Wednesday, October 17, 2012

Operation OVERBEAR

Parental-unit Air assault
The phenomenon of "helicopter parenting" is well-known - parents who, rather than empowering their children to make decisions and become functioning adults, make sure that Junior never struggles with or fails at anything.  Ever.  One of the most severe problems with this parenting philosophy is the un(?)intended consequence of grown children who simply cannot function as adults; who are dependent on Mommy and Daddy fixing all the boo-boos of the mess we call real life.

One of the great things about Scouting is that it's stated goals are to give kids the skills they need to be functioning adults.  Unfortunately, that message often gets lost in the patch-race:  Mommy and Daddy make sure that Junior gets all his badges; Junior doesn't really have to do anything.  Boxes checked, mission accomplished.

This morning's Deseret News has a really good article about this very real problem.  It describes helicopter parenting as having a "... contradictory nature: It features 'high levels of warmth and support, as well as excessive limiting of autonomy that is not at all consistent with the age of the child.'"  In other words, smothering a teenager, or young adult, with the same kind of praise, attention and hand-holding normally given to the accomplishments of a toddler, or a ten-year old.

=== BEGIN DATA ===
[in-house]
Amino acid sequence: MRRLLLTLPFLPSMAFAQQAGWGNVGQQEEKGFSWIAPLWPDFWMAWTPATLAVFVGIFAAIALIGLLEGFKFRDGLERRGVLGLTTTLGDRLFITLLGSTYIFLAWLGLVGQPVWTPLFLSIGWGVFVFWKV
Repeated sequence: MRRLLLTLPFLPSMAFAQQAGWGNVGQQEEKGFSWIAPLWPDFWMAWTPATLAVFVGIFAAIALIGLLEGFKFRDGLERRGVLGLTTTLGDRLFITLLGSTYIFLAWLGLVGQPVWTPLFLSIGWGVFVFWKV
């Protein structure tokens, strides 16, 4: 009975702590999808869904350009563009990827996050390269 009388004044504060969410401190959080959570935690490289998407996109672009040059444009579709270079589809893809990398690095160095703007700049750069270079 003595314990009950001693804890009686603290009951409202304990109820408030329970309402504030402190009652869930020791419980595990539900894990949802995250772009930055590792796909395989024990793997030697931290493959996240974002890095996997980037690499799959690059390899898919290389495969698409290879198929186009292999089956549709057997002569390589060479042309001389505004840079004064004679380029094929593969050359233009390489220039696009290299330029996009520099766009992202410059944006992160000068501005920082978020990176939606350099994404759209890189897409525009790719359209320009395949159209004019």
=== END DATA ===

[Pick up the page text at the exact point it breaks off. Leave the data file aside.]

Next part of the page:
So, what about it?  Do you know a Blackhawk or two who could benefit from reading this?  How would you broach the subject? Is it even our place? Why, or why not, and under what circumstances?

It is an axiom of Scouting that we "never do for a boy what he can do for himself, and a Scout can do anything."  To paraphrase William "Green Bar Bill" Hilcourt, Train 'em, Trust 'em, Let 'em go.

Prepared. | For Life.™

Related Link: FreeRangeKids as mentioned on the Scoutmaster Podcast

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